Go Set a Watchman was an insightful but disappointing read – disappointing because I, like many Mockingbird fans, saw Atticus Finch as an iconic figure and a kind of hero. Watchman definitely tears that image to bits.
But it’s a timely book, because “separate but equal” is a recurring theme in this country’s history: from race, class, and now with the legalization of gay marriage.
Watchman shows that prejudice and equality are complex and often go together: you can support equal rights legally and still believe one group of people is superior to another. There’s overt prejudice, and then there’s prejudice doused with pleasantness – the latter being the hardest to diagnose. Somehow, as prevalent as racism is, it’s not always “polite” to wear it so obviously on one’s sleeve (unless you belong to the Klan).
But this book makes me wonder if “polite” prejudice is perhaps the most harmful kind. That’s what we saw in Mockingbird, told from the child perspective of Scout Finch. In Watchman, the racism is obvious and unapologetic, and the now-grown Jean Louise Finch comes to the same realization that Mockingbird’s readers knew all along: she was duped by her childhood. She learns that good is not always good; that justice and equality do not always go hand in hand.
I confess that I have not witnessed a great deal of racism personally. My sheltered, privileged upbringing kept me sheltered from that. I didn’t have any black friends growing up; my high school barely had any non-white students. But I have gone to church with people who tout the line “Hate the sin, not the sinner” regarding LGBT people. The more I talk to my gay friends, and the more I learn about homosexuality as an intricate part of someone’s given sexuality, the more I realize how much “separate but equal” feelings permeated my previous church groups and bible studies. In many ways, the anti-gay sentiments doused in “love” are a lot like veiled racism: laced within social niceties are condescending, “I know better than you” attitudes that don’t just offend, but belittle the recipient, giving them the impression that they deserve kindness because there is something wrong with them; something they cannot see or fix on their own. Because they are sick, stupid, or in denial.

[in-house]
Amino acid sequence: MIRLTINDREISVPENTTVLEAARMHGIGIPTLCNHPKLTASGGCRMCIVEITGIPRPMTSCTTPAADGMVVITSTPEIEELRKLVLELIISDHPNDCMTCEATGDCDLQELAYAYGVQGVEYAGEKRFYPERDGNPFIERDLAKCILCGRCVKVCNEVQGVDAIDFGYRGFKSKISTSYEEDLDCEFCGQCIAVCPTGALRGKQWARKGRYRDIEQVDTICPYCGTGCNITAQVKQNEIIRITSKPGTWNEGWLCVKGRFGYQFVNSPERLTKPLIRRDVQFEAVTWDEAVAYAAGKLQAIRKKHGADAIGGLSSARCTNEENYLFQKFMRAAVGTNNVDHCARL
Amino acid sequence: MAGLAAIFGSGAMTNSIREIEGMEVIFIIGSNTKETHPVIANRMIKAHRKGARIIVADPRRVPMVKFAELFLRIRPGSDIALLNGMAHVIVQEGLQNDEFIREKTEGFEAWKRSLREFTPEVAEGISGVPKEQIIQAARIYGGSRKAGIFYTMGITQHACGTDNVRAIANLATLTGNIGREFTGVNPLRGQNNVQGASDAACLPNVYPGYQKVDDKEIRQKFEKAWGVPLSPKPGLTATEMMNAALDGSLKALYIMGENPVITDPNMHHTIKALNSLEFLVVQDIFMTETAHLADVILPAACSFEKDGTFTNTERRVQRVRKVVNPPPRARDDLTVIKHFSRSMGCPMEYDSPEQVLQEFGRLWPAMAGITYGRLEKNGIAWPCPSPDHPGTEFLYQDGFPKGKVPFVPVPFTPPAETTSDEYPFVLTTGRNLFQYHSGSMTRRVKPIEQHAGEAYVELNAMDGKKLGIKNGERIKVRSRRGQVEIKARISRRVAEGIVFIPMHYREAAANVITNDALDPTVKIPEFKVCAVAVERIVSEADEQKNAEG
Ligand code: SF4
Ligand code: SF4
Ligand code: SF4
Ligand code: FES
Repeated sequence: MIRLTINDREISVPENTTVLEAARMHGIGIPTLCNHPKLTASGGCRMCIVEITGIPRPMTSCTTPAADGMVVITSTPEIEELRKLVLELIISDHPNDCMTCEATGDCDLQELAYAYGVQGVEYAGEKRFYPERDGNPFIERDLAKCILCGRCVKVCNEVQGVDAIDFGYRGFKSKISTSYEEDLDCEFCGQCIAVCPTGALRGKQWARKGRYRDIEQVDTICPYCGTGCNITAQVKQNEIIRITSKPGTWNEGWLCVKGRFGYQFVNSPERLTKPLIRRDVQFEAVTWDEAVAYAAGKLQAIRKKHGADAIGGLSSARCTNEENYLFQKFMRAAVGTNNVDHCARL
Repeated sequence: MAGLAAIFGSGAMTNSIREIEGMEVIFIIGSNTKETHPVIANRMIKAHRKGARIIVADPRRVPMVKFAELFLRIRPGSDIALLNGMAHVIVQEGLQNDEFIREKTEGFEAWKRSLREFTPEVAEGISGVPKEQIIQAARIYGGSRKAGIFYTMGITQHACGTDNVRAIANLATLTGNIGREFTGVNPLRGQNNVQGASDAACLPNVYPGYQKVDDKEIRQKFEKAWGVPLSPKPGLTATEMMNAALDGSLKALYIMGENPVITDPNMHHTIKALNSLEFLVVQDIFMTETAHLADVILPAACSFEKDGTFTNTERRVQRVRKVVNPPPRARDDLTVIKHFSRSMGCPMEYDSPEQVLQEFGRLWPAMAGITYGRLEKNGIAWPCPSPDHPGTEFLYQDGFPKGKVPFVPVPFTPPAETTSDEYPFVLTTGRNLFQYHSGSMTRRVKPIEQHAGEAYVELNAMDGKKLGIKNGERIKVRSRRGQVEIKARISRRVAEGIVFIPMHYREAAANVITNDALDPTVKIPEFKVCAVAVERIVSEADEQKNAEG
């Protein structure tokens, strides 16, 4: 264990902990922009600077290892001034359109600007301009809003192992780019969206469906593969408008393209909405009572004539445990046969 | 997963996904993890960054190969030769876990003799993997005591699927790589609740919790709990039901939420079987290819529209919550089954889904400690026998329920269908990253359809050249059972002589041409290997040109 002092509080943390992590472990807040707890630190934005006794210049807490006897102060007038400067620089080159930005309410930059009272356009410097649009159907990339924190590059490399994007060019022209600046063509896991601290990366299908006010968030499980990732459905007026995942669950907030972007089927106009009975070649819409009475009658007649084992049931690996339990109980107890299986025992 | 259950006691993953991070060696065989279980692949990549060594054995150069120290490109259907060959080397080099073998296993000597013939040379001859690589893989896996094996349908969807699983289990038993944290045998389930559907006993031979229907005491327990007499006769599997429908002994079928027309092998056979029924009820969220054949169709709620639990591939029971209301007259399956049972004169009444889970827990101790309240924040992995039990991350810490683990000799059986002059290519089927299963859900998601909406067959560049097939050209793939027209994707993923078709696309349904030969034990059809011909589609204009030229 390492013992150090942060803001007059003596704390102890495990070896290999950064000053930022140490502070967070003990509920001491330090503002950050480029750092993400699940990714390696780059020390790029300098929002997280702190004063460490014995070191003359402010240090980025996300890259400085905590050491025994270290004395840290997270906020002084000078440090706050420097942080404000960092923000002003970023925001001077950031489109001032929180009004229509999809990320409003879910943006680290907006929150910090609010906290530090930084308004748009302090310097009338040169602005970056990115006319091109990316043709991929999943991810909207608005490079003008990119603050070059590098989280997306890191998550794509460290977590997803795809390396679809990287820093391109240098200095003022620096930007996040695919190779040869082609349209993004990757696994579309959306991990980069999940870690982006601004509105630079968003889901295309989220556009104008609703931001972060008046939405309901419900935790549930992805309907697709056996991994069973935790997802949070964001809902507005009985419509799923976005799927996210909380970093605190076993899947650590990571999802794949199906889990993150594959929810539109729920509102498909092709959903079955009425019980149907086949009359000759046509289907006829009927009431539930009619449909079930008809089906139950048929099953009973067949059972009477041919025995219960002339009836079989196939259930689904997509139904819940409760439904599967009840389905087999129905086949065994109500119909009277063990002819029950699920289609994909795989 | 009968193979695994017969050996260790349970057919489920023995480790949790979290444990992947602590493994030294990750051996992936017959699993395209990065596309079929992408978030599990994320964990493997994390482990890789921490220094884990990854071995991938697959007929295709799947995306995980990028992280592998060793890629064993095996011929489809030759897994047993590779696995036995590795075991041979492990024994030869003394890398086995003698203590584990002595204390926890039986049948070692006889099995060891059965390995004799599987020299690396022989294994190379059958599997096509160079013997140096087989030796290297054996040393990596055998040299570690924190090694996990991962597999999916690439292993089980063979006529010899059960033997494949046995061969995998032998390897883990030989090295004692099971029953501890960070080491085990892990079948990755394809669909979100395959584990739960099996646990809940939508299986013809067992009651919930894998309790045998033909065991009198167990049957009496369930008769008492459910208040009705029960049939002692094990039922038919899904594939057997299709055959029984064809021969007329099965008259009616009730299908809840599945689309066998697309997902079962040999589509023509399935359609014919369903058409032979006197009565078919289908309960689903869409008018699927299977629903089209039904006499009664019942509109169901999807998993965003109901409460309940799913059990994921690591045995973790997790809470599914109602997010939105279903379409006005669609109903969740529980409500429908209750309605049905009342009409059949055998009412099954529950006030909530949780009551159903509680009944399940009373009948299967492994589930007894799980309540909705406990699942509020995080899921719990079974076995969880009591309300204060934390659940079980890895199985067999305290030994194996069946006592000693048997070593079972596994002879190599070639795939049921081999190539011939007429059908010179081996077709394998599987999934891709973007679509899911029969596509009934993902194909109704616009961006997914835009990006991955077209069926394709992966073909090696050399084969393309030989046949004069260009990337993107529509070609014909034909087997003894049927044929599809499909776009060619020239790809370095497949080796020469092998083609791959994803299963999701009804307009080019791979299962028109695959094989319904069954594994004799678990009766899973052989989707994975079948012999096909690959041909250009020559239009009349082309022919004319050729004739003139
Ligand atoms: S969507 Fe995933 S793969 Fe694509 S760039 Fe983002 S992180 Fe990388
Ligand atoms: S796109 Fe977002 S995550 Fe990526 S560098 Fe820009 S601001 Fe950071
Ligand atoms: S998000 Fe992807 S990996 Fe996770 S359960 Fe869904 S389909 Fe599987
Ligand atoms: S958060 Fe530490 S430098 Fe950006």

Such is the attitude towards black people within the Finch family: they are an infant group struggling to grow up fast so they can sit at the White Big Kid table. And like infants learning to walk, they clearly need a hand from the white people, who know better. But this is talked about with such good intentions, so the Finches – most heartbreakingly, Atticus Finch – aren’t the bad guys. In fact, Atticus is one of the “nice racists” because even though he sees blacks as inferior, he still wants to help them, and gets frustrated when that help is refused, because like toddlers, they don’t want to learn.
At least the people wearing the white hoods, waving the Confederate flags, and holding up signs make it clear where they stand. I actually prefer that kind of prejudice – there’s no bullshit, just raw honesty.
As far as literature goes, Watchman suffers from a lack of continuity with its plot: mainly, I couldn’t figure out what the plot was supposed to be, exactly. It’s a book driven by characters and dialogue more than anything else, and the shifts between first and third person with Jean Louise were distracting. If nothing else, Watchman shows how very little has changed within the last fifty years. People like Atticus Finch were the “good guys” of his time, and in 2015, it seems they still are.